McGinn, however, insisted that allowing contractors to pay anything less than what the city has declared a ‘living wage‘, amounts to a ‘race to the bottom’ for jobs.
“The workforce agreements that were negotiated with contractors at the table made sure that some benefits of this work is going to local workers, and we’re going to pay fair wages for it,” he said.
But Myers and others say the biggest problem with the program is government is trying to create a market that consumers don’t want. The average homeowner in the U.S. pays about $2,000 a year for energy.
The weatherization upgrades are aimed at saving 15 percent on energy consumption. If the retrofit costs $10,000 even with all the government incentives, it will take over 30 years to pay off through lower energy bills.
“The problem is the policies the politicians choose, whether green jobs or retrofits, are based on appearance,” Myers said. “They choose things that look good, rather than what’s best for the environment.”
Among the other cities having trouble fulfilling the green jobs promise are Toledo, Kansas City and Phoenix. So far, those cities have created a combined 72 jobs with $65 million in grants.
The difficulty is magnified on the federal level. President Obama once said he wanted to create 5 million green jobs over 10 years. The 2009 stimulus package included $5 billion toward that goal.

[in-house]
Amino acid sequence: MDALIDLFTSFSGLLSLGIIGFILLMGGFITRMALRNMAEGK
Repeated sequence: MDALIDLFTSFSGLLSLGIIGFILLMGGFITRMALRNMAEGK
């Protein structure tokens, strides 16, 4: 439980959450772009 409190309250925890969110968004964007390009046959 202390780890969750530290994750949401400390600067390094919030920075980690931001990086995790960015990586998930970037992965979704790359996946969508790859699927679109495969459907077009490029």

A chunk of that money went for weatherization programs, but according to a Department of Energy inspector general report one year later, “only two of the 10 highest-funded recipients completed more than 2 percent of planned units.”
NEWPORT BEACH. Calif. – A man has been arrested after Southern California authorities say he threw his 7-year-old son off a sightseeing cruise boat during an argument.
Orange County Sheriff’s Department spokesman Jim Amormino says 35-year-old Sloan Briles was arrested Sunday for investigation of child endangerment and resisting arrest.
Amormino says Briles, his girlfriend and two sons went on an afternoon cruise around Newport Harbor on a boat carrying 85 people.
He says Briles argued with the girlfriend and then with his 7-year-old son before throwing the boy over.
Amormino says the boy was rescued by another boater, though Briles also jumped in to save him. The boy and his brother were returned to their mother’s care.
Briles was released Monday. He couldn’t be immediately reached at a number listed for him in Irvine.